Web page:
Venous Access Devices (cont.)
IN THIS ARTICLE
After the Procedure
Pneumothorax/hemothorax: The following symptoms usually develop immediately following placement of a venous access device if pneumothorax or hemothorax has occurred:
Device infection or sepsis: An infection within the bloodstream may occur without any indication of a skin infection.
Venous thrombosis: This blood clot of the vein may cause swelling of the arm or red streaking and tenderness of the associated vein.
Endocarditis, an infection of the heart valves, may cause the following:
A blood-thinning medication (anticoagulant) is started if a blood clot develops. If the clot is very large or the person with a venous access device experiences recurring clots, the device will be removed.
If cellulitis is present, a prescription for antibiotics may be given.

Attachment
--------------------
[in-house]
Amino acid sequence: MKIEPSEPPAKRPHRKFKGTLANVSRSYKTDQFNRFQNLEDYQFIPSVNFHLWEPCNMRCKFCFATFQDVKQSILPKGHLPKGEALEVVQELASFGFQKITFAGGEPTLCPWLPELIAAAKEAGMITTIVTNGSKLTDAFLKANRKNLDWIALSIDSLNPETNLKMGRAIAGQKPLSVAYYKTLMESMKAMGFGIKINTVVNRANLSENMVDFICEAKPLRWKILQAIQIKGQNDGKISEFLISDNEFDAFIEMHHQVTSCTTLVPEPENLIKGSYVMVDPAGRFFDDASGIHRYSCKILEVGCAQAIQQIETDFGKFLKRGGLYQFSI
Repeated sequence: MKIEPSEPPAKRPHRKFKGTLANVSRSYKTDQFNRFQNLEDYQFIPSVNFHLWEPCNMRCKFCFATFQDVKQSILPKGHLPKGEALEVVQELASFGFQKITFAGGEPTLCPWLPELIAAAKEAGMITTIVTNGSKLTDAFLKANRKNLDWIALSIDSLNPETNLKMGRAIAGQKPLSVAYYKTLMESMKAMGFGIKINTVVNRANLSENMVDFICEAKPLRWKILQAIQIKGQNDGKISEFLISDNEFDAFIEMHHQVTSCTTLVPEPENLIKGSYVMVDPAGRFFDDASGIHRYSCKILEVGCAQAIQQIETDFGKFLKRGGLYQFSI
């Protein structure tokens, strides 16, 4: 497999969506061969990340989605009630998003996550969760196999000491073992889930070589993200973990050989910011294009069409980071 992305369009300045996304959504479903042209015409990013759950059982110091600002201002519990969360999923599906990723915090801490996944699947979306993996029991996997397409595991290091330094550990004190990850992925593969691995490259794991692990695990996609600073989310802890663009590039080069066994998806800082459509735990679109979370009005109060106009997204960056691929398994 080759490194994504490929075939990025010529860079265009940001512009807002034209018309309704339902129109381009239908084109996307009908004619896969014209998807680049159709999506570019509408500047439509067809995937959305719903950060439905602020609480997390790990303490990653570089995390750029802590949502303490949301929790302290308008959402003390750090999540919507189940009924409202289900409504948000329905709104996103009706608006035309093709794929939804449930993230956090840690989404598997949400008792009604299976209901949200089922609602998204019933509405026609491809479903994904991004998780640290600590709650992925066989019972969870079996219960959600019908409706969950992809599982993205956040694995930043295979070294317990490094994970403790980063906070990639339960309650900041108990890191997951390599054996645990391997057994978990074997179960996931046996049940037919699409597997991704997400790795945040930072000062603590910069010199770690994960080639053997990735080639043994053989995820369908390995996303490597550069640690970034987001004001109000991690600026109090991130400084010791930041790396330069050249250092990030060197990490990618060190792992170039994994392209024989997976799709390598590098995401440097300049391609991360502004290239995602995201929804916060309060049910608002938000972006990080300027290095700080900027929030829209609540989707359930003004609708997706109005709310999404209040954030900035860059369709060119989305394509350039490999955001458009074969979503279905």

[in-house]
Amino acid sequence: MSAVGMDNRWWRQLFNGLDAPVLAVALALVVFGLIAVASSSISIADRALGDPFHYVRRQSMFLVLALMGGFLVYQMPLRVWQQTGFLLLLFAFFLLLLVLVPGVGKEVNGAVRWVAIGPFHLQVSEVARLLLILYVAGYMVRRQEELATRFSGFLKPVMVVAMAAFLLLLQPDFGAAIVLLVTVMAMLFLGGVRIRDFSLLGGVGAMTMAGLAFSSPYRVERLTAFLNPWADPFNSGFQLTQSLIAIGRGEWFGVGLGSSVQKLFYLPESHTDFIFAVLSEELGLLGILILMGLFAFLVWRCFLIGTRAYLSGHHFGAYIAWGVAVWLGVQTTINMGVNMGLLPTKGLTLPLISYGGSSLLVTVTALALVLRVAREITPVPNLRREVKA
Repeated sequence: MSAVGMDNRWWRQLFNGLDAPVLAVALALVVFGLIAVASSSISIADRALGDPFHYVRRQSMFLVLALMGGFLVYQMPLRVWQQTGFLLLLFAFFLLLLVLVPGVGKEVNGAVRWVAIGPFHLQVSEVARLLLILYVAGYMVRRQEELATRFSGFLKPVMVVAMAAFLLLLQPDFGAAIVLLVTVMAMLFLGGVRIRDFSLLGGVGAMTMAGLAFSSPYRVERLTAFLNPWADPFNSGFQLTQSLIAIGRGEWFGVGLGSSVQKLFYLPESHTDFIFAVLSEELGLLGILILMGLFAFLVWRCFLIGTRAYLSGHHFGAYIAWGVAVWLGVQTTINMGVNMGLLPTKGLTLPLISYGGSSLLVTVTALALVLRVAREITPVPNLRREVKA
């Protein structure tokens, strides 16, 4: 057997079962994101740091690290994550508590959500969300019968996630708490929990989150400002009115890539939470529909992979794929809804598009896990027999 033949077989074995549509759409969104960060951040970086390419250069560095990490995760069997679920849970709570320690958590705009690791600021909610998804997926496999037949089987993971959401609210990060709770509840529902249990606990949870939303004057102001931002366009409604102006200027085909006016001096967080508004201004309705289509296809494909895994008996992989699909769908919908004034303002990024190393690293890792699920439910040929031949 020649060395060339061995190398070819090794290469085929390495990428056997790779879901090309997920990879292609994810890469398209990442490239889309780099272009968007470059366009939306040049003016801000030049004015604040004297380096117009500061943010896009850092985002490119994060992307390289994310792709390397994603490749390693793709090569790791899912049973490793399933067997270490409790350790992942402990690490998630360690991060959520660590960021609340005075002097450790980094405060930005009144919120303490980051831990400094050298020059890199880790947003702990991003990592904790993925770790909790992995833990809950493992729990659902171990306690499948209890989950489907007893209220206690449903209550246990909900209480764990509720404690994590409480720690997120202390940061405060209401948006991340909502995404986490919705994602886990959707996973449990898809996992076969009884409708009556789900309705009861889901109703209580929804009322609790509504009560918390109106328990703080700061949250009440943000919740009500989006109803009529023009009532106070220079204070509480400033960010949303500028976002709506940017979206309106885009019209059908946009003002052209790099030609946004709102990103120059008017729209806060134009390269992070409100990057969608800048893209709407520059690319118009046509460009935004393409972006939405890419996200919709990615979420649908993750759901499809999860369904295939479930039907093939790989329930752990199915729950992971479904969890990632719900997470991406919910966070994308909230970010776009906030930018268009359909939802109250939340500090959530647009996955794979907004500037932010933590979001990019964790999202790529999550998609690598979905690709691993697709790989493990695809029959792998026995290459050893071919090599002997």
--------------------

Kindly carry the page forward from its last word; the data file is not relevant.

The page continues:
If the intravascular portion of the device is infected, the device will be removed.
If a bloodstream infection (sepsis) is present, the person with the venous access device will be admitted to the hospital to receive IV antibiotics. If the infection is very severe, large amounts of IV fluids and medications may be needed to increase the blood pressure. The device may be removed.
If the device is not working properly, it may be repositioned or replaced. This may involve a minor surgical procedure.
If the device is blocked by a clot, in some cases a substance (such as streptokinase/urokinase) is injected into the device to dissolve the clot.
Mark Horattas, MD
Kathryn L Hale, MS, PA-C
Alan D Forker, MD
Francisco Talavera, PharmD, PhD
Jonathan Adler, MD
Must Read Articles Related to Venous Access Devices
Drugs and Treatment Resources
- Psoriasis Treatment Strategies for You and Your Doctor
- 4 Vitamins and Minerals Adults Need
- Is Hormone Replaement Therapy Right for You?